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Published on November 20, 2020

Winter Skin Care

By Marina

Winter is almost here!

Freezing temperatures outside and extremely dry air from the heaters inside. As a result- your skin feels itchy and dry.

What can we do to minimize the environmental damage and protect our skin?

  • Do NOT use shower gel or soap every day

Just warm water should be enough to keep you clean.  Even gentle soap (or shower gel) will strip away the protective layer of your natural skin oil (sebum). 

When you look into the chemical composition of any cleaning substance you can find the following ingredients: water, glycerin and surfactant (surface active substance). 

Surfactant molecules have a head and a tail and look somewhat like a tadpole. When surfactant moves over the skin the tail attracts the skin oil. The so-called dirt is already attached to the oils. As a result, we are washing off skin oil together with “dirt”. This is how we get this squeaky-clean feeling. But it is not good for our skin in the winter. Our body doesn’t produce as much sebum in the  wintertime and when we wash it off daily our body doesn’t have enough time to restore it, leaving our skin dry and flaky.

  • Are you using the same skin care products as you did in the summer?

The wintertime conditions are different: air is more dry, harsh temperatures outside, frosty winds. You need a new set of skin care products than the ones you rely on in the summer.  It’s best to incorporate more rich formulations with super moisturizing ingredients such as ceramides, fractionated coconut oil and natural butters.  Use cream with higher oil content.

Another tip is to switch your morning and nightly routine: use oil based serum in the morning and water based serum, like hyaluronic acid serum, in the evening.  If you are a winter sports lover or just planning to spend a few hours outside apply water free ointment.  One of the secrets of Inuit’s: they apply animal fat (caribou or whale) on the exposed skin to protect it. Fat creates a film over the skin and doesn’t allow water to freeze out from the surface of the skin. I am not proposing that you do that. What I am suggesting is to try NeoNaturelle Skin Remedy. It is formulated to protect your skin at freezing temperatures. It also has anti-inflammatory and antimicrobial properties.

With age, your skin’s cellular replacement process and mechanical protection decrease. So does thermoregulation, production of sweat and sebum. Be extra vigilant and protect your skin if you do not want to see premature signs of aging.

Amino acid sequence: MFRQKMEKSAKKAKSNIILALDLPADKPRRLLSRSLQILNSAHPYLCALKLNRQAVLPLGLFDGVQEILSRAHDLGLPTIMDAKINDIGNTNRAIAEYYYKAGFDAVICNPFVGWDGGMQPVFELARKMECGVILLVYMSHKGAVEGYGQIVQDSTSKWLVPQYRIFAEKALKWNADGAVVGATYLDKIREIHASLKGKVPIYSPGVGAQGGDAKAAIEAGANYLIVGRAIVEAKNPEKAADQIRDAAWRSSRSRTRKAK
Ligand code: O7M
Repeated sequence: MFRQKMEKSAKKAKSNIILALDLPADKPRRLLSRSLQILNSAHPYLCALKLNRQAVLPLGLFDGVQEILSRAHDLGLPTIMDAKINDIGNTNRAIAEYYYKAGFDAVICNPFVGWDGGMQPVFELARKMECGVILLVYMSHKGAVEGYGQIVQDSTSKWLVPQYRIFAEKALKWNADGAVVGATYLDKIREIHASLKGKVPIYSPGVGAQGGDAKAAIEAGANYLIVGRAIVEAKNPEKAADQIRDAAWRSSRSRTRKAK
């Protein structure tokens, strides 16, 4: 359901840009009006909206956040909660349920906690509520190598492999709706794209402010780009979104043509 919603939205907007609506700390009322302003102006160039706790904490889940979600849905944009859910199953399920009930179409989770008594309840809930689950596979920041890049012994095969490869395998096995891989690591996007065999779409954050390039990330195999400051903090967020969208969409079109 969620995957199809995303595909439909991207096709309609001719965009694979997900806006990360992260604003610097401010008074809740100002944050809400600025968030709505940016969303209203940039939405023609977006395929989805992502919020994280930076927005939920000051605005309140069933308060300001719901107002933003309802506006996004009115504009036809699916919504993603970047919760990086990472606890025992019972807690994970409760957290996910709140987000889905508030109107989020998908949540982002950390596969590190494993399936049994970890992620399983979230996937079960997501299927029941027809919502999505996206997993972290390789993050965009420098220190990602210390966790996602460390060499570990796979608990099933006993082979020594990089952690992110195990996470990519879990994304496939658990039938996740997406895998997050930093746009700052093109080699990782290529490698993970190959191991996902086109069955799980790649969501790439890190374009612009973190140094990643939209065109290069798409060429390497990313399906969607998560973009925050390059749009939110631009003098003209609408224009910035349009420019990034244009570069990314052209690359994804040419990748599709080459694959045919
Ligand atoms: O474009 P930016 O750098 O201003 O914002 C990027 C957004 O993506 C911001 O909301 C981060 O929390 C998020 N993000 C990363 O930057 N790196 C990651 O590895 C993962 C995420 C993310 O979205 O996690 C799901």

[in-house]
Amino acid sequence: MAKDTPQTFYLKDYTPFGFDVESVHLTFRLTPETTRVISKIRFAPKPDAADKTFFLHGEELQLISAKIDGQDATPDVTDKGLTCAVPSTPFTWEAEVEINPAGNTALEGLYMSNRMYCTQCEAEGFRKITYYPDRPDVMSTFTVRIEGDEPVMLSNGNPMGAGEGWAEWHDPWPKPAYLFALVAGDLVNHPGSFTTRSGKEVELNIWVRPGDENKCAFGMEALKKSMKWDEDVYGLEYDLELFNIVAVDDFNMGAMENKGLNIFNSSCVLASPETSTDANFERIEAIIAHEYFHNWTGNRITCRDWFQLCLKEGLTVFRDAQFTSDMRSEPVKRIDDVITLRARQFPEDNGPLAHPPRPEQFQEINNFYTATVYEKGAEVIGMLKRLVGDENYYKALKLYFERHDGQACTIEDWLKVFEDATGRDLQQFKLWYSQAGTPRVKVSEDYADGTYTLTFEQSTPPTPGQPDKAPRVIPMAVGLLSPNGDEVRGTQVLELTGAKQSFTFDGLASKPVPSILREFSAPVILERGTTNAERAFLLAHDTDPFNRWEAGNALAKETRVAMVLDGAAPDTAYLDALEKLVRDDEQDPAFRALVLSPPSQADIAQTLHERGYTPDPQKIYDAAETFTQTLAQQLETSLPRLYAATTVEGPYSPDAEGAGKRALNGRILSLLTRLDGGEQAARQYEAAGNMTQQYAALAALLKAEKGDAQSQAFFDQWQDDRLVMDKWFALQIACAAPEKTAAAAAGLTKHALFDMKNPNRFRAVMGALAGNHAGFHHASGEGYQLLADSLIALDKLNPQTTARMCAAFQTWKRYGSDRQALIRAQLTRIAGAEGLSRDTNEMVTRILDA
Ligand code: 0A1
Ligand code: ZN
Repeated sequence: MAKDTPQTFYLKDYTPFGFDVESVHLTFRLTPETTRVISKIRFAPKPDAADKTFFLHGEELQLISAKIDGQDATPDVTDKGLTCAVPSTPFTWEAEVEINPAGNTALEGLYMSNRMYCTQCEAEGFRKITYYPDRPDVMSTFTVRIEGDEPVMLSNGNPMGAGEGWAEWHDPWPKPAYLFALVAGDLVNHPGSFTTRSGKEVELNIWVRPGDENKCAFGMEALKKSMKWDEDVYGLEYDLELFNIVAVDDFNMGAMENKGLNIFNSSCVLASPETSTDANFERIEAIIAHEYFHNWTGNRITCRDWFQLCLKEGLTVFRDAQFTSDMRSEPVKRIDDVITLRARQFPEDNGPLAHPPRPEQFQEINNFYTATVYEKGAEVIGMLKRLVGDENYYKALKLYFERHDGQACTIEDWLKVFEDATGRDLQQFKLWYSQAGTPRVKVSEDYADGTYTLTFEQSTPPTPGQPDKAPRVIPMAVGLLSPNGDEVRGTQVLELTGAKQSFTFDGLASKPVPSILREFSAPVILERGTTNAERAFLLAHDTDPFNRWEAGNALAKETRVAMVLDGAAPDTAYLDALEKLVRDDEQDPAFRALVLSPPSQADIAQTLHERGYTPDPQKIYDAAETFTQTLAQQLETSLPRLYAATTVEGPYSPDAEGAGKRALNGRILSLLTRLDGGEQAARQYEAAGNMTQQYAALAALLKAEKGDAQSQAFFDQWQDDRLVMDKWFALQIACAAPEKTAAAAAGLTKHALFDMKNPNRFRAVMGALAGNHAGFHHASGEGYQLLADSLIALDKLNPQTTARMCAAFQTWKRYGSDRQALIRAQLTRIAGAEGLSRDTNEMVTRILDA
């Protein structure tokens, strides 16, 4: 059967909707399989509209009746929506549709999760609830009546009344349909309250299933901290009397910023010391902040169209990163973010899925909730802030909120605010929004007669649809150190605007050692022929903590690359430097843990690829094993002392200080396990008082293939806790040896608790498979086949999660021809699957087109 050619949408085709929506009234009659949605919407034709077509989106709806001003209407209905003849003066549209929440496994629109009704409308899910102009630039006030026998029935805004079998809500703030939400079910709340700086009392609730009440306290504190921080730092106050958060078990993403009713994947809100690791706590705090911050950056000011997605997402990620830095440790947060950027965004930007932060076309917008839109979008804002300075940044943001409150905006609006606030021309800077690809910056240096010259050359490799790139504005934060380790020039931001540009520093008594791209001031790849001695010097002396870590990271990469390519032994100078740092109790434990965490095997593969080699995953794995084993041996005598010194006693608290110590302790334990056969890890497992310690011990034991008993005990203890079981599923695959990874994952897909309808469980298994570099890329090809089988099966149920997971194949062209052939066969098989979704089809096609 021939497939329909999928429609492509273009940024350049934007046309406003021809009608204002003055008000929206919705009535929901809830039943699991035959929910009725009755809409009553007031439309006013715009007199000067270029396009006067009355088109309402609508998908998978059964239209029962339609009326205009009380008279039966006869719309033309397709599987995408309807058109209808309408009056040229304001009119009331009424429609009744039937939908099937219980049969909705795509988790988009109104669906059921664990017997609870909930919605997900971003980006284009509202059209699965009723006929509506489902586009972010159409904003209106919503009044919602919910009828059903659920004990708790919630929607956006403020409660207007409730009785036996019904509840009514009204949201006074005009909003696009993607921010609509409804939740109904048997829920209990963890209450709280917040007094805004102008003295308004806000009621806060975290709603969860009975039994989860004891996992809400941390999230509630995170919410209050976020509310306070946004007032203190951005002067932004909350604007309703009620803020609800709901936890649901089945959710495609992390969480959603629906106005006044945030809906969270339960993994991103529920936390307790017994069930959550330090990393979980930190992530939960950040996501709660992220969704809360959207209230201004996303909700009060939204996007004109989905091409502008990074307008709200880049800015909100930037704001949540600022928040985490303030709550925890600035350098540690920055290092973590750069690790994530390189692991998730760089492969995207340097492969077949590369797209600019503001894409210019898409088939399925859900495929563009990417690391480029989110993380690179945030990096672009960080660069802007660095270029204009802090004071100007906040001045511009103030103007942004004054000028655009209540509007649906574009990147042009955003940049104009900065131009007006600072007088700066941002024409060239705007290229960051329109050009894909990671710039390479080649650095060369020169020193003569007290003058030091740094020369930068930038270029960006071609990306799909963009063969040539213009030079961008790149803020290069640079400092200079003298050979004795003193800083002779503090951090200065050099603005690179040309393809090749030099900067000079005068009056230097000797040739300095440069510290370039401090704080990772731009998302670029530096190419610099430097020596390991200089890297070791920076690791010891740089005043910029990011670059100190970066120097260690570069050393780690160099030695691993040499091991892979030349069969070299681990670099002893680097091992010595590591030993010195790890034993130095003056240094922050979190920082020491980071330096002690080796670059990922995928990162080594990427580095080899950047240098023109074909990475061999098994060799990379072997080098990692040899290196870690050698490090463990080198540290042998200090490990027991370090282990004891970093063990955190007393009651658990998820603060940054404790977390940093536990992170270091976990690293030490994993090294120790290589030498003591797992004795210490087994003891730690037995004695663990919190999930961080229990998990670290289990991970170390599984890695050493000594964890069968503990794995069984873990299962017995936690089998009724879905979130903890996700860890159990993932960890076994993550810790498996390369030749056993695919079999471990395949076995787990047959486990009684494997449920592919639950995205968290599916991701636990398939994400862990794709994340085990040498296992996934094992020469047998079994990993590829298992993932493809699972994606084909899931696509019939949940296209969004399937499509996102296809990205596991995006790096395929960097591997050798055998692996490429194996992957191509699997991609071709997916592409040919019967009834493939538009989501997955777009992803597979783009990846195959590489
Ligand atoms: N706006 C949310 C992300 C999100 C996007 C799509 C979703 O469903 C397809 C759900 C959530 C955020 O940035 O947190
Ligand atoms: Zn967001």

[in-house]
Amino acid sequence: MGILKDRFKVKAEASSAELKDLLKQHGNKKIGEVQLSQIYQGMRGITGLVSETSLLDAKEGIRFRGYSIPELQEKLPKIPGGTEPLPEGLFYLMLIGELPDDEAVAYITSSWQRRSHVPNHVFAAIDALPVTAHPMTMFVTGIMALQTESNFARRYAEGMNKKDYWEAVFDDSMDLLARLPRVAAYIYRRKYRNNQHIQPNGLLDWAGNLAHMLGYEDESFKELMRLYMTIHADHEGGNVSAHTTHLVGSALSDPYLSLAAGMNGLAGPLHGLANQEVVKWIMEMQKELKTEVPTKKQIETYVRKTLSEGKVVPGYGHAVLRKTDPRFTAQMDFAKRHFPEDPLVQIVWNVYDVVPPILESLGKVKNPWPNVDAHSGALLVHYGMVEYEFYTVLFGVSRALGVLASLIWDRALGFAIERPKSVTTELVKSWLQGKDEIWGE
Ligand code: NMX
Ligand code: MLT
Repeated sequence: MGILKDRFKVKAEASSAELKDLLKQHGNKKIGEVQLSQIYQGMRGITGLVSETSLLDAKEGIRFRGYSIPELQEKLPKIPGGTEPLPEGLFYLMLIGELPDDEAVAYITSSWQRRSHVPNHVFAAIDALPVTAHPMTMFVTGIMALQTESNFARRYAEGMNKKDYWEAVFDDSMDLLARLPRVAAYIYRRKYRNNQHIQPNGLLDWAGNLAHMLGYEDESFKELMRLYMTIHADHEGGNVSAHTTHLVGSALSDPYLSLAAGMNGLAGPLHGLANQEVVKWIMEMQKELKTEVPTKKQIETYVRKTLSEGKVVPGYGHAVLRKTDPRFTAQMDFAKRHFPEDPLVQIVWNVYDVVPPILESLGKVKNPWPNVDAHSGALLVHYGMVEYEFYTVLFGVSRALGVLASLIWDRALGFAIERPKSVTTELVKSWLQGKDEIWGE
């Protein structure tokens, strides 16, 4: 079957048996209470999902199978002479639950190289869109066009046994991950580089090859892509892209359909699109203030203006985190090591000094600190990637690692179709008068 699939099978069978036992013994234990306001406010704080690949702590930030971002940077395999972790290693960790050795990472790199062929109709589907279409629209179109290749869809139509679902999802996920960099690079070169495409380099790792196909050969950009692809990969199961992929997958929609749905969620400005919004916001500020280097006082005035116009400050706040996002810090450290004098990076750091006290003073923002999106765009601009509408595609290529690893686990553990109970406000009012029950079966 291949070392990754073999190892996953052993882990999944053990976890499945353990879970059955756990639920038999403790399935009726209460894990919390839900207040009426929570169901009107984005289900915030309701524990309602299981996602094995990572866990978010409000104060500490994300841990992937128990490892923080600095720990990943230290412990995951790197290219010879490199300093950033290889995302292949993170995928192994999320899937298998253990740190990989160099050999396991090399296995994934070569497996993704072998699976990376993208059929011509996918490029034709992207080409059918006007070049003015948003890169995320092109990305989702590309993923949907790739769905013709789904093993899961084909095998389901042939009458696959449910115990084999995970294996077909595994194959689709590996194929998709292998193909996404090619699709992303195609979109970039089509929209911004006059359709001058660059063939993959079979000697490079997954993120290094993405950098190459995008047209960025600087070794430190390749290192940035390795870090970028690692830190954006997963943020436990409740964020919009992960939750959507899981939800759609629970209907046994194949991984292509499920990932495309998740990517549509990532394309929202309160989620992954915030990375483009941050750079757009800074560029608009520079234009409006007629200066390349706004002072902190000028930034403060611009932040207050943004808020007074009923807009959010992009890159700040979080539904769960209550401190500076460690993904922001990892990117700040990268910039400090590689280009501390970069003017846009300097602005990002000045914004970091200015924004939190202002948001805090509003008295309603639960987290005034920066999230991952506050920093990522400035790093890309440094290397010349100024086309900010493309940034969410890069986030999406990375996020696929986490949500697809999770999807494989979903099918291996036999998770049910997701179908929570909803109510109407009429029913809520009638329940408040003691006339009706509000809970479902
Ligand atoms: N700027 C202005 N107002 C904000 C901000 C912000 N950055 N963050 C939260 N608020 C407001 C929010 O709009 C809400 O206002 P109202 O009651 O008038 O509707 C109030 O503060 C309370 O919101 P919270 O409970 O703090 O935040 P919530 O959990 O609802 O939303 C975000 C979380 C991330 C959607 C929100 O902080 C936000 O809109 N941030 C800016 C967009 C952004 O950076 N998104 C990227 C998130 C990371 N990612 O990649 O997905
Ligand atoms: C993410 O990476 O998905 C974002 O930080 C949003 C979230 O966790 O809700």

• Less sunlight means you need vitamins D and E

Winter days are shorter, our skin is covered with clothing, therefore the amount of Vitamin D we absorb drops. Decreased Vitamin D levels are associated with dark circles under the eyes and general paleness. Take supplements, as they will help with your overall energy level and your looks.

Vitamin E is essential to keeping your skin and hair moisturized and protected during winter months. Cold weather can bring dullness and dryness to your skin and scalp, which can be countered by consuming vitamin E supplements such as omega-3 and eating foods like peanuts, sunflower seeds and cashew nuts. 

  • We are less active

It is only natural that we prefer to stay inside when it is cold, dark and windy outside. However, it’s still important to incorporate physical activity at least a few times a week. Absence of sunlight and exercise causes a significant drop in our endorphins levels, that in return will bring your mood down. Naturally we will look for other sources of endorphins such ast chocolate and comfort food. That raises your weight; your mood drops even further; and you are caught in a vicious cycle.

You need to sweat a few times a week, it will boost your metabolism and make your skin produce sweat, sebum, and exude toxins.

Exercise or use a sauna. It will help your skin rejuvenate itself naturally. 

  • Indoor air is extremely dry 

Regular indoor heating systems dont come with a humidifier.  The best-case scenario you invest in one, which will allow your skin to retain some moisture. Here are a couple of tricks  to improve the quality of your indoor air if you do not want to buy a humidifier: leave the bathroom door open after taking a shower, allow steam and moist to go into the rooms rather than extracting it with your exhaust fan. Same goes for the laundry door, especially if you hang dry your clothing. You can boil a pot of water for 10 -15 minutes without covering it, allow steam to go to your kitchen and other rooms without extracting it with the kitchen hood. 

  • You are what you eat

That goes for your skin as well.  Lack of sunshine and physical activity tempt us to reach for more hearty food and comfort snacks.  We tend to eat more sugar as it provides an immediate boost of energy and improves our mood.  However, there is a price to pay: our body and our skin react to the change in our diet.  If we do not provide enough vitamins and minerals – our skin becomes dryer and ages faster. Poor diet may manifest itself in breakouts.  Make sure you provide enough nutrition to your skin and body, take supplements such as sea kelp extract for iodine, omegas for Vitamin E, Vitamin D to elevate your mood, and magnesium for good night’s rest. 

 Follow tips above and enjoy the season!!!